COLUMN: Pond-ering the life of frogs and toads


What happened to the frog who parked on double yellow lines? He was toad away!

Yes, a terrible joke to start this month’s column. But a great way to introduce the subject, frogs and toads. Do you know you might have them in your garden, even if you haven’t got a pond?

Although they need ponds to breed, the adults can move away to find food and are happy in any damp corner. Toads have been known to live up to 3km away from ponds. A damp shady spot with cover will do them fine. There they will live, catching and eating bugs, beetles, flies and all sorts of other garden pests. Quite the gardener’s friend!

Mind you, March and April is the time when both frogs and toads are likely to be only found at ponds. We are now in peak breeding time. From all around, they will have made their way back to ancestral ponds, or any other small ponds that might catch their eye. But at night you may be able to see them as they make their dangerous journeys, across paths and roads which humans have built across their path.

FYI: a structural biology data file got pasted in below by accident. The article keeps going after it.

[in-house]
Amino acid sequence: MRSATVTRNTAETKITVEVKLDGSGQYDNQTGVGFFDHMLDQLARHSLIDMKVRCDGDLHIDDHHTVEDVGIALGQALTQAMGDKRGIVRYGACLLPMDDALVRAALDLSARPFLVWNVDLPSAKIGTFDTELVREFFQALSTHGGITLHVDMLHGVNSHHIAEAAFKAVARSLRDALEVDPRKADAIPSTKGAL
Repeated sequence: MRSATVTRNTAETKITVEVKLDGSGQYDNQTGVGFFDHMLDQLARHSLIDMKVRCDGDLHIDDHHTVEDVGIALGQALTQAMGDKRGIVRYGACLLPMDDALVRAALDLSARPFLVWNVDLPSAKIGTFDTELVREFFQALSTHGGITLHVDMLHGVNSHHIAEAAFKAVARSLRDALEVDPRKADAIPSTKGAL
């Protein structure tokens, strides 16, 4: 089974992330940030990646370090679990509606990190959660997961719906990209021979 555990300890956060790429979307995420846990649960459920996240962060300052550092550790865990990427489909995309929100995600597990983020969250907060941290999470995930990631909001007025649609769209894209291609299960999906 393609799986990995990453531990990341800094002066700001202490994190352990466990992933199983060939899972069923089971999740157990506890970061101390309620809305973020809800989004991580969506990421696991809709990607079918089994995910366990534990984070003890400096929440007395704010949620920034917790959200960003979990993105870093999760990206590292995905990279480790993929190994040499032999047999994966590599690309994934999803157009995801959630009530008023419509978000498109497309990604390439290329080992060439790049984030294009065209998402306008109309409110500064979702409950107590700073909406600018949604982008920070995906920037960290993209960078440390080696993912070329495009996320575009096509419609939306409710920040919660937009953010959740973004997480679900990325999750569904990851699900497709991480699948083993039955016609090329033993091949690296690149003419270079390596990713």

Once they have reached the pond, then there is a bit of a scrum as the males fight to find and then hang onto an interested female. Once the mating is done, the eggs are laid. Frogspawn is a mass of little black eggs, each surrounded by jelly and hanging together in a clump.

Toadspawn is rather different, strands of jelly with the eggs forming a double row inside, rather like a twinset of black pearls.

So what is the difference between frogs and toads? Toads have shorter hind legs than frogs and tend to crawl rather than hop. But the biggest difference in their skin. A frog’s skin is moist and smooth. A toad’s skin is dry and warty, with a particularly large lump just behind the eyes.

Dr Chris Andrews, RSPB